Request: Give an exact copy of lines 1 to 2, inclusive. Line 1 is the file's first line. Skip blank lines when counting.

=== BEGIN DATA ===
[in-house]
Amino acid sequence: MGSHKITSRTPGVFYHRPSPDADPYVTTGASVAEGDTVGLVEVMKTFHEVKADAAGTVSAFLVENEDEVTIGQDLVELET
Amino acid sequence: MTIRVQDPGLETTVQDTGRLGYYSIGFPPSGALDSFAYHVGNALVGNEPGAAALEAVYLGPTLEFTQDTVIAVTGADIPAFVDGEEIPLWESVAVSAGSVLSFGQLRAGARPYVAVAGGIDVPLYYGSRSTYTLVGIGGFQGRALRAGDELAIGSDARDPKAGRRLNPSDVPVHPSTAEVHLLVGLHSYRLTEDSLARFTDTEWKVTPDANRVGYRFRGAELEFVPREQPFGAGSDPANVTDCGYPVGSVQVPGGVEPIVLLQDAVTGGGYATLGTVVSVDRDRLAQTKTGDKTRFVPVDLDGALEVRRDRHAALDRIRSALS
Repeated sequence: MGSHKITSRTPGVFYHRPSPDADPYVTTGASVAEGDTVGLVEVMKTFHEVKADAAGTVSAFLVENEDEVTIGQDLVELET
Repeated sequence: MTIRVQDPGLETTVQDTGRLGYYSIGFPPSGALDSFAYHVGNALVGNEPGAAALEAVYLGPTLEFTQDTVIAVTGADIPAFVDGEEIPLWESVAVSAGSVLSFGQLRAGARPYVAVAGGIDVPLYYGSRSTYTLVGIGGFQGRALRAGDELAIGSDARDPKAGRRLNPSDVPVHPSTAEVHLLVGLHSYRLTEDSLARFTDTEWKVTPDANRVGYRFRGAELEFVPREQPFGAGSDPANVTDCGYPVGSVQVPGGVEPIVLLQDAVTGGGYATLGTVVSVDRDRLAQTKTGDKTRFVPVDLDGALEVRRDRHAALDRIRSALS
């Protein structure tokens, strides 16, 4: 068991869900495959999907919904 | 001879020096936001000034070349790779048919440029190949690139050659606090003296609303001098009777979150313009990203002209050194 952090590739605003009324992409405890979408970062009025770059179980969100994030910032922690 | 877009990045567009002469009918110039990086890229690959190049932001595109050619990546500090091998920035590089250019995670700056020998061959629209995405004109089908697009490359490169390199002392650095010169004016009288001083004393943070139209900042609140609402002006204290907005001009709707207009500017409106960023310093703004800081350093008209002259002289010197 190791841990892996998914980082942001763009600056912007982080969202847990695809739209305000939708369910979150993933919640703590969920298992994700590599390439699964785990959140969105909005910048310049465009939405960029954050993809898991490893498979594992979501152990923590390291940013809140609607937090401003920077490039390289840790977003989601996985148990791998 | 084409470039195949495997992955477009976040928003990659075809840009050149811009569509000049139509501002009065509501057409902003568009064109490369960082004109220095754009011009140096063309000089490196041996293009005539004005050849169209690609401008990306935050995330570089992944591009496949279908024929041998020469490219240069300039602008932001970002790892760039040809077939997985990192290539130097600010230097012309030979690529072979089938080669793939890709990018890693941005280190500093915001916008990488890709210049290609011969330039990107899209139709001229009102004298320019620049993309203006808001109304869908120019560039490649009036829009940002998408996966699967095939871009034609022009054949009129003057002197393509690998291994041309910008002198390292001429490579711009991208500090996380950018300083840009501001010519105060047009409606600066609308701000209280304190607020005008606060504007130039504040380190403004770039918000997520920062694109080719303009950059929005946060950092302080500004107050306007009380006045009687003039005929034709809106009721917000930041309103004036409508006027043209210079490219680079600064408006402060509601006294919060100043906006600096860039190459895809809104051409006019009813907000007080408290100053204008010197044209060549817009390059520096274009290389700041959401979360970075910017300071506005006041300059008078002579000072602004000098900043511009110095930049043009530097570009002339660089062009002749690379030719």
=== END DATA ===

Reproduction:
[in-house]
Amino acid sequence: MGSHKITSRTPGVFYHRPSPDADPYVTTGASVAEGDTVGLVEVMKTFHEVKADAAGTVSAFLVENEDEVTIGQDLVELET